Tuesday, April 19, 2016

When the story won't speak, pick up another tale

Stand on stone words
Just a few weeks ago, I decided I needed to shift to another writing project. My contemporary novel, Joanie and Friends, had hit a wall. I was writing, but it was failing to feel original and authentic, like I was just dragging the words out of my characters.

So I remembered an outlined set of rules for a story about magic. It had been bubbling up in my mind frequently, and I would run through my ideas but not put a word down and remind myself I already had Joanie's story to tell.

But I remembered that I often write on several pieces in different stages: rough draft, cleanup draft, final draft, and final edit, bouncing back and forth feeling very invigorated by the multi-action writing.

My box set of time travel books 1 -3 of the Students of Jump was published along with the fourth in the series late last year. I had run through all my work and had thought delightedly that Joanie would more than fill my time and would benefit with being the only work on my mind. With three narrative voices, it seemed very practical. But I hit that wall at 18K words. I cringed every time I sat down to write. Who would I pick on this time to continue the story?

But back to multi-writing. I reread my notes on that fantasy short story and felt compelled to write. Some 40K words and 5 weeks later, and I have the first half of a novel drafted (not a short story anymore) and a good sense of conflicts and characters figured out. I haven't felt any impetus to return to my previous WIP and can only suppose that it just wasn't ready. Standing Stone, the working title of my current roll, seems to have a steady stream of words each night. My average weekly rate is 7K.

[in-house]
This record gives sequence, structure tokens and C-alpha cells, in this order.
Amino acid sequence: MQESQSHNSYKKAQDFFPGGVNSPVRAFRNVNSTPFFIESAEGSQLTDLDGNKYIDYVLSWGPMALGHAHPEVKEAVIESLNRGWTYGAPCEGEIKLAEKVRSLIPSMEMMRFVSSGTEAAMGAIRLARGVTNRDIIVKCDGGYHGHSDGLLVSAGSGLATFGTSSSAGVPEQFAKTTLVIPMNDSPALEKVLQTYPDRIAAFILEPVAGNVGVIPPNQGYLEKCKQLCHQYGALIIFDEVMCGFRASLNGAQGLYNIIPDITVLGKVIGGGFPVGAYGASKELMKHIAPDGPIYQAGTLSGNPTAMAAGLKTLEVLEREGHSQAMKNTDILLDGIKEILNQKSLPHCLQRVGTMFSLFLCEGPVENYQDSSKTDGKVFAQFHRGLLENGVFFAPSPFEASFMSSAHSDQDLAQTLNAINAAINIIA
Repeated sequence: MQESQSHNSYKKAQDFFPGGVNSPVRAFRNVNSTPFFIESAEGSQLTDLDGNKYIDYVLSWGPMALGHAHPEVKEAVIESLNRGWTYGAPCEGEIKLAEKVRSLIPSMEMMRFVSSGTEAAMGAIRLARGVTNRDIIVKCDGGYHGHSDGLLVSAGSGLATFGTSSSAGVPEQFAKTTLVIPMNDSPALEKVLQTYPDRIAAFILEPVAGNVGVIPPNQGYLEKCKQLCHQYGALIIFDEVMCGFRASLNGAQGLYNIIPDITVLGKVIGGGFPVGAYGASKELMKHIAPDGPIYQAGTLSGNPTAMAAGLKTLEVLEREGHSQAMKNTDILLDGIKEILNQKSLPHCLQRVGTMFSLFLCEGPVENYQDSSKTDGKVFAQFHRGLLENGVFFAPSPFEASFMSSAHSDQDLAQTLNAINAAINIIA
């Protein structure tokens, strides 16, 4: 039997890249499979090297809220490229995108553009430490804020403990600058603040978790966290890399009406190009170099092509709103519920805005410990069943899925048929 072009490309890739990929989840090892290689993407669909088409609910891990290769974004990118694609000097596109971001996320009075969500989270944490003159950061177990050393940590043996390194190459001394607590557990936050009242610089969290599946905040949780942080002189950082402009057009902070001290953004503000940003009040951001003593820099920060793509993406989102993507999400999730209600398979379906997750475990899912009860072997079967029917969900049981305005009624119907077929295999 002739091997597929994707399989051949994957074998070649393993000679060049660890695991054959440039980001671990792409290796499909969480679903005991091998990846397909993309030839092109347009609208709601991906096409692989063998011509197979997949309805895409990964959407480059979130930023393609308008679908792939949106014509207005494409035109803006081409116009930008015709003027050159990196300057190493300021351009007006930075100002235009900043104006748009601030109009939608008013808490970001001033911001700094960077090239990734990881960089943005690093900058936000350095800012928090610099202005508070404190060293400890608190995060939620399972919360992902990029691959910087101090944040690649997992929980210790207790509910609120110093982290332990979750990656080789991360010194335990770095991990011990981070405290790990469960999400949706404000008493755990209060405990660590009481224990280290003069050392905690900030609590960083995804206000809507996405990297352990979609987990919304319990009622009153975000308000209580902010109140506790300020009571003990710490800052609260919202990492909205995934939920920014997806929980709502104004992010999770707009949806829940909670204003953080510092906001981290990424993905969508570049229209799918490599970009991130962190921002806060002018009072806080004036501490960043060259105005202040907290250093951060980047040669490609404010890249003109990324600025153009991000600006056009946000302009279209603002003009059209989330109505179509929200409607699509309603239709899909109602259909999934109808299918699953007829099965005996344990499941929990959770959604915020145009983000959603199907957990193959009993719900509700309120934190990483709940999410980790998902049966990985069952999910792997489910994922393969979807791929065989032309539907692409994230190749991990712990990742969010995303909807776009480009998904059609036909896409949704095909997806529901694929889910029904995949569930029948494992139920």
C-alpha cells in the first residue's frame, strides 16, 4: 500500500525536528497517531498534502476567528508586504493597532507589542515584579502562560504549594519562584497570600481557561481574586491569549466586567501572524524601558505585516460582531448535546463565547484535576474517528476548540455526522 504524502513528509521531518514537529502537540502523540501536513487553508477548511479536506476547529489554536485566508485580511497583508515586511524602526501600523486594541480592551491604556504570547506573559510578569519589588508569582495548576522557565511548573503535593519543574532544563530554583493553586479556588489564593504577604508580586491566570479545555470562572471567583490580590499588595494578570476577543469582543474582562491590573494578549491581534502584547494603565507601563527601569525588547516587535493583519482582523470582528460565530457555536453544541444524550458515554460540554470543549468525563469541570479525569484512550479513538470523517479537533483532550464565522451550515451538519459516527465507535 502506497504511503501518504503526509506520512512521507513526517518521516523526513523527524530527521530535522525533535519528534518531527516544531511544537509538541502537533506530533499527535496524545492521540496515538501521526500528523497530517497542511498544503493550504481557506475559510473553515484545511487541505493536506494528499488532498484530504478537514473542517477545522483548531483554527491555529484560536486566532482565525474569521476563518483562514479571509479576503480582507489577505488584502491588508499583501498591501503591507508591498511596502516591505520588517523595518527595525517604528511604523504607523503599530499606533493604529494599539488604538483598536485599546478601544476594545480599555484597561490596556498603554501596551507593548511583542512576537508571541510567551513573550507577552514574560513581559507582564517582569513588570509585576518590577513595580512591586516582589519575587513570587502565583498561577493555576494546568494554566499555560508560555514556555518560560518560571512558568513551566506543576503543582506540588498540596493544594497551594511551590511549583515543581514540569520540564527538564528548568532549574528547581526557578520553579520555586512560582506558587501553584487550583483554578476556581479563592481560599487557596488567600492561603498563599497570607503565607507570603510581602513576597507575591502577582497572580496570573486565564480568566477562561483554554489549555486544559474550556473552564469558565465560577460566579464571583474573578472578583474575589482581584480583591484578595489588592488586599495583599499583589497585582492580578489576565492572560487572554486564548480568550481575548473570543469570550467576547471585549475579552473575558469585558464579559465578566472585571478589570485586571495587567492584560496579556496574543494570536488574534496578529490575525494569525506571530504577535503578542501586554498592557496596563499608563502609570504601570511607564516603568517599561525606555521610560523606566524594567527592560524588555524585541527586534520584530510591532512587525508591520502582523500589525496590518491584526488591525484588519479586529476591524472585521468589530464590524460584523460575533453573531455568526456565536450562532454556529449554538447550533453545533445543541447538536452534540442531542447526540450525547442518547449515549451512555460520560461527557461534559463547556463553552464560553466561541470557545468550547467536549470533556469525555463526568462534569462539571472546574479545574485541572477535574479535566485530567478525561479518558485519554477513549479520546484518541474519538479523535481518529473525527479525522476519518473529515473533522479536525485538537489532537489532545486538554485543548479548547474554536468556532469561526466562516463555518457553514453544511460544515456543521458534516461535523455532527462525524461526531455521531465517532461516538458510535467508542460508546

When Joanie or Mathilda or Colleen speak up, I'll stop and listen and write if they have something strong to say, but for now this bit of writing magic is flowing nicely. Maybe knowing there is something else I can turn to is part of what is making this roll so well; the demand that there be words to type isn't strangling me. Rather each morning more of the story comes to mind, and by the time I am home from work, the next scene is ready for drafting.

So my choice to shift from my contemporary novel and answer the call of a seemingly simple short story about magic was a good one. I'm looking forward to writing every night.

So have you had to pull back from what you thought was a ready-to-go novel and found yourself immersed in an unexpected backup? 

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